2. Obama has now lost my vote. The focus has to be on the state level now, guys. State’s need to change in order to force the federal government to change.

  3. YAY for all of us who make money from prohibition. its amazing to think that good nug can go for so much money! good thing for artificial inflation.

  4. They didn’t think twice about giving most of our jobs to other contries. Forcing us to find other ways to make ends meet. Law enforcement have the last few decent paying jobs that cannot be outsourced.Politicians too. Sure would have been nice if I could have voted (like them) on keeping my old job safe and secure.
    They conspire, and the corruption continues. And they call us criminals.

  5. We should be considering marijuana as a fix for big pharma and the painkiller industry. Opiates make massive profits while destroying lives and internal organs, with a few thousand o.d.s and deaths thrown in. The pot laws are based on petrified tax law based on racism (thanks, texas). The putrid and negative state of the drug war and the growing number of states legalizing points to brighter days for liberal states. We should also consider mj as health care reform. It can be used to wean from alcohol and tobacco, both of which are deadly and legal. The contradictions of nanny laws and real data have to be our focii in producing the men behind the curtain: the law employment racket, alcohol and big pharma. If we allow profits to win out over people, we will have failed our children’s children.

  6. “We’re in the middle of a recession. Jobless numbers are through the roof. If marijuana were regulated like alcohol or tobacco, you suddenly add a whole bunch of DEA, police, prosecutors, wardens, guards, and more to the unemployment line. Then add in the young people who have found marijuana growing and dealing to be the only living wage job they can find, now suddenly unemployed by marijuana re-legalization, and you’ll see unemployment figures that would guarantee an Obama re-election defeat in 2012.”
    Let me just say Bullshit. We would have been out of the recession by now if they(the Obama administration) would have legalized Marijuana when he took office. Don’t believe me? do the math a regulated Marijuana market nationwide would have given the government employees who would “lose” their jobs a position to transfer over to and as well as creating somewhere in the range of 15 million+ jobs. The saddest part is I don’t believe the “not for profits” have the people’s best interests in mind, after all they’d have to find real work rather than just blogging everyone’s frustration. Want to do something, take this bill http://blogs.myspace.com/index.cfm?fuseaction=blog.view&friendId=167809232&blogId=509354715 and flood all of the senators, representatives, judges, chiefs of police, not for profits, the drug czar, and the president and his cabinets e-mail accounts and mailing addresses. Make them address this bill, no it’s not perfect, but it is a solid framework for ending this prohibition nonsense.
    -Naxireal

  7. We need to take our country back! The hell with all this goverment crap. I am sick of this goverment do this, don’t do that. This is a free county, so far. Do not let this goverment take all our rights away. This goverment will try to steal all our rights. There are people that think, i am not doing anything wrong, why should i be worried? Well, you should worry BIG time, once those rights are gone, they will not be back.Why do you think our founding fathers gave us these rights, so big goverment doesn’t end up owning us. So here i email all of you, do not let this happen.Fight for our rights, to grow hemp, to smoke cannabis weather it is for medical or for pleasure! I can just see our founding fathers spinning in their graves, as i speak.George Washington would have wanted us to use hemp and cannabis.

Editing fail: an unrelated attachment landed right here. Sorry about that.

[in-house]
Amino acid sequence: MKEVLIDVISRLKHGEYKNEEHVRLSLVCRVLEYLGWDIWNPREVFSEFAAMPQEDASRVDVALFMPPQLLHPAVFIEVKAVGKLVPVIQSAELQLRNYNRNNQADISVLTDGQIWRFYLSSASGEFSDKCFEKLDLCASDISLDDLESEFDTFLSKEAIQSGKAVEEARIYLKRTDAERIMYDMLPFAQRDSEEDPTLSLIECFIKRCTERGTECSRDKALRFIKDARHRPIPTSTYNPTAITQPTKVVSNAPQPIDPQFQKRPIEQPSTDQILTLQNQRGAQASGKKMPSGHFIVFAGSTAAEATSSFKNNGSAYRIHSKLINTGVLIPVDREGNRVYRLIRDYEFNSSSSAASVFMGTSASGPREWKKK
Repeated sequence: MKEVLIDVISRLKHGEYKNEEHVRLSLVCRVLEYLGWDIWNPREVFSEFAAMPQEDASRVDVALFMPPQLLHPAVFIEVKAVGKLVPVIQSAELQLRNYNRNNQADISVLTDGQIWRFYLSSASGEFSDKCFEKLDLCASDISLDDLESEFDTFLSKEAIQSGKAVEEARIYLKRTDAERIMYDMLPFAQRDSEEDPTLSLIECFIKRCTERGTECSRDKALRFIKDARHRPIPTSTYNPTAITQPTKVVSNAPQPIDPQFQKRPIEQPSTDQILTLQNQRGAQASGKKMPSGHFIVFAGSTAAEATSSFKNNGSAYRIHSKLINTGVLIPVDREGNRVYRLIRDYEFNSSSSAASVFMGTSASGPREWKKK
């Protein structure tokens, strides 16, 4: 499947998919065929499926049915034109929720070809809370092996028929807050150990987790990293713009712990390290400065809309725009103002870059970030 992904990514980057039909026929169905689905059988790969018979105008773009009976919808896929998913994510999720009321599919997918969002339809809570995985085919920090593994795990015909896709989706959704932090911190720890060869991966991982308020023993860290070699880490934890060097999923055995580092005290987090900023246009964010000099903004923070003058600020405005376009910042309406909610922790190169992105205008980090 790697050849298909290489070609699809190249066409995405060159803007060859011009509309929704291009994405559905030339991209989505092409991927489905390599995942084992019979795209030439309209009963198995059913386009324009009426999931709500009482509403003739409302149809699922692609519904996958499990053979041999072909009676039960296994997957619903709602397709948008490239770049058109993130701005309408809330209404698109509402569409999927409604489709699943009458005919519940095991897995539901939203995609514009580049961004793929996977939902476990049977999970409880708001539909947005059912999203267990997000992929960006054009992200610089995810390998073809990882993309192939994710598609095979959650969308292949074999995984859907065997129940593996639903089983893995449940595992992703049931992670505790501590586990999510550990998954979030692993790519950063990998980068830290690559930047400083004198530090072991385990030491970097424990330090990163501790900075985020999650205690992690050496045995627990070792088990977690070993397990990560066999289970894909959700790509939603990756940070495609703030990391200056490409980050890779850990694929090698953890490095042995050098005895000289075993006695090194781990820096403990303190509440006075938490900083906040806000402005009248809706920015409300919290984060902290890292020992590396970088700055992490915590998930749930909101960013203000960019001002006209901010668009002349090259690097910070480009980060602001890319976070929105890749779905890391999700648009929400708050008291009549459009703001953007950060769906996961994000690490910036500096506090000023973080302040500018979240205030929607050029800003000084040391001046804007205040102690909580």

8. Its all about maintaining the status quo and protecting the rice bowl. Heaven forbid we look up from that rice bowl,open our minds and see that the benefits of legalization, regulation and taxation may just give us bigger and better rice bowls.

  9. that was expected, looking for obamam methods of government… who voted for him for some changes in marijuana laws, was a freak wronger

  10. Who is Mr. Obama working for? It certainly isn’t the people of the United States of America…. How could you lie to your boss so much and get away with it? 🙂

  11. You know who else will be out of a job? NORML! It’s sort of ironic, isn’t it? NORML was created with the sole intention of seeking out its own termination. Although I guess any group who stimulates CHANGE would fit this description.

  12. And we’re all surprised by Obama’s increased drug war spending? He’s just fitting into the system as we all know. No surprise here… nothing to see here at all… move along people! It starts at the local and state levels, screw the feds, they just want control.

  13. what we need is an independent president thats doensent just listen to what side the on. democrats and replublicans are exactly the same thing. we need an independent pes. that sees both sides and belives what he believes in not what his friens believe in!
    [Editor’s note: Hoorah for an independent-minded President of the US!]

  14. The only way Cannabis will ever be legalized in the U.S. is for the people to be educated about it. Commentors here can say they wont vote for this or that,but it is just talk, nothing more.The energy that is spent on ranting will not do it,there needs to be more.For example,VoteHemp is having a Hemp is our History Week, May 17-23 2010, for people to organize events in their hometown as part of a National grassroots,media and public education campaign to”educate”people about Industrial Hemp. The website is http://www.votehemp.com. A pro-marijuana orginization should do the same or something similiar.